03 March 2021

Romance Fraud

'Distort, Extort, Deceive and Exploit: Exploring the Inner Workings of a Romance Fraud' by Elisabeth Carter in (2021) 61(2) The British Journal of Criminology 283–302 comments 

Romance fraud is a crime where the fraudster must strike a balance between the romantic and financial aspects of the communication for their criminal intent to remain hidden. This discourse analytic research examines the setup of information early in the interaction, the use of visceral language and isolation as key tactics of exploitation enabling the distortion of reality and manipulation of power. With demands shrouded in a health narrative, and secrecy urged for the preservation of the relationship and the victim’s happiness, this research reveals how the language of this financially and emotionally devastating crime involves grooming strategies akin to coercive control and domestic violence and abuse and exposes the inaccuracies of popular narratives surrounding victims and in awareness-raising and crime prevention strategies. 

Carter argues 

Frauds are a societal and academic concern, a police and law enforcement strategic priority (National Audit Office 2017), and are pervasive, exploitative and psychologically and financially traumatic to victims. This work explores romance fraud, and the linguistic balancing act involved in maintaining a romantic façade whilst advancing the concealed goal of extorting money and mitigating talk potentially incompatible with romance, such as financial matters, urgency and secrecy. Challenging existing stereotypes of fraud victims as stupid, ignorant or greedy (Button et al. 2009a; Cross 2015), this research examines how power and reality are distorted by the fraudster, and the impact this has on the victim’s self-protection from the fraudster’s criminal intent. It argues that romance fraud is a type of online grooming and abuse through examining the communication along three themes: the ‘set-up and drip feed’, where the fraudster sets up information early in the communication, which is then relied on to validate later behaviours and requests; ‘visceral responses’, where the fraudster uses reactions to situations to invoke a protective response from the victim, and ‘isolating the victim’, where the fraudster uses language to detach the victim from the security and reality of their support network.

In a structured performance reminiscent of the stages of online grooming (Whittle et al. 2013), romance fraudsters obtain access to vulnerable people online under the guise of seeking a relationship. Romance frauds are typically a long-term scheme, reliant as they are on the trust borne from the development of a relationship through which to exploit their target. The unsuspecting participant is also likely to experience a degradation in decision-making capabilities simply due to their extended exposure to it (Baumeister et al. 2008). For a successful romance fraud to be complete, the fraudster needs to create the appearance of a romantic prospect with whom a genuine, meaningful relationship is developing and surreptitiously segue into types of talk likely to be at odds with this romantic scenario. Requests for money are the sole, yet hidden, function of an interaction where romance is collectively the façade of, rationale for and the conduit through which the fraud is performed and need careful management as monetary demands are likely to cause alarm.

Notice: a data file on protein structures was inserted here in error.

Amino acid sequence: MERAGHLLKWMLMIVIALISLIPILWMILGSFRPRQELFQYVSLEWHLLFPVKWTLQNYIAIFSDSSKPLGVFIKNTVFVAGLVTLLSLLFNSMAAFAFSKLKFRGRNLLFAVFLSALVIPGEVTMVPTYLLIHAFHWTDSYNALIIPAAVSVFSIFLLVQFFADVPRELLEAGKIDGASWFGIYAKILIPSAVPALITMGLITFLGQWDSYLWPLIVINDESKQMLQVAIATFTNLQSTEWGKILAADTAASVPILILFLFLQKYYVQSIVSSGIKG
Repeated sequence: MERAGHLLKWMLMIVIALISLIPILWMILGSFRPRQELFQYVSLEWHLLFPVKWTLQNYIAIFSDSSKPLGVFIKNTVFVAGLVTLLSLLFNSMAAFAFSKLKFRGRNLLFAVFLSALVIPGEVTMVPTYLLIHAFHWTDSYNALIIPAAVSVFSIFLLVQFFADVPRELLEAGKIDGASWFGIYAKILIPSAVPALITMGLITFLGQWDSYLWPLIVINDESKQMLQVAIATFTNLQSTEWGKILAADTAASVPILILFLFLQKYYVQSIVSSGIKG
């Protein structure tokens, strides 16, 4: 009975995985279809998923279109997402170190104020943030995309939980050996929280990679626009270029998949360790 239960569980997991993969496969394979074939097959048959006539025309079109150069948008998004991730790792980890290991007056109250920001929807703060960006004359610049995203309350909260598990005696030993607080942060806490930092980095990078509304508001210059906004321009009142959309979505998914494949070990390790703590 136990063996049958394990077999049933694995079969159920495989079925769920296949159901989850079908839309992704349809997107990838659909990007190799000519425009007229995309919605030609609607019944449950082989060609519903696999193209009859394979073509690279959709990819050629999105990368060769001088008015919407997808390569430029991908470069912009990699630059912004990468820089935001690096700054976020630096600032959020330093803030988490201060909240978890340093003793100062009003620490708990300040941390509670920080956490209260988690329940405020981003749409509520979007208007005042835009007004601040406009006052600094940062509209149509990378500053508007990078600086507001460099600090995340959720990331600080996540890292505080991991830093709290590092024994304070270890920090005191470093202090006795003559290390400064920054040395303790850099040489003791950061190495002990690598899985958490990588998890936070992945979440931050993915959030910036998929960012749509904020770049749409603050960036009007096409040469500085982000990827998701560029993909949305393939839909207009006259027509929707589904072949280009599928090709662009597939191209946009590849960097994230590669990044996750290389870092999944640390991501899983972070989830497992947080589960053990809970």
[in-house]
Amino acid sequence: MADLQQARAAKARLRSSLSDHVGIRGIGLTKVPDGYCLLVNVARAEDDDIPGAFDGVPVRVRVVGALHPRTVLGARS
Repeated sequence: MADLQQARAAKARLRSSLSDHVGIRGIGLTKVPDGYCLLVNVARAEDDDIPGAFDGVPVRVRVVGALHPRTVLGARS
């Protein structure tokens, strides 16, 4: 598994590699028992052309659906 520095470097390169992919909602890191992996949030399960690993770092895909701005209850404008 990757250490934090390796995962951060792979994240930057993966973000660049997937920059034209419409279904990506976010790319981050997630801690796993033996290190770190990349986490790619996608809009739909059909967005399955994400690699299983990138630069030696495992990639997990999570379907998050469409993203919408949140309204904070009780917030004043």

As described by Cross et al. (2018) and Irvin-Erickson and Ricks (2019), there remains very little academic exploration of romance fraud. Research in this area concentrates on fraud more broadly, its psychological impact or on victims’ reports of their experiences. It affects people with vulnerabilities surrounding social isolation and loneliness (Lawson and Leck 2006; Lichtenberg et al. 2013), bereavement and job loss (NAO 2017). The inner workings of the way fraudsters ply their trade remains underexplored despite its distinctively multifaceted harm, which includes relationship loss, financial loss and emotional and sexual abuse described as akin to rape (Whitty and Buchanan 2016). While there is significant public-facing material on how to identify fraudulent activity and protect oneself from becoming a victim of fraud, there is limited evidence through which to create effective barriers to victimhood and remediate harm (Irvin-Erickson and Ricks 2019). This paper offers empirical contributions to understandings of the fraudster’s actions in an area dominated by research that draws on the victim’s experience.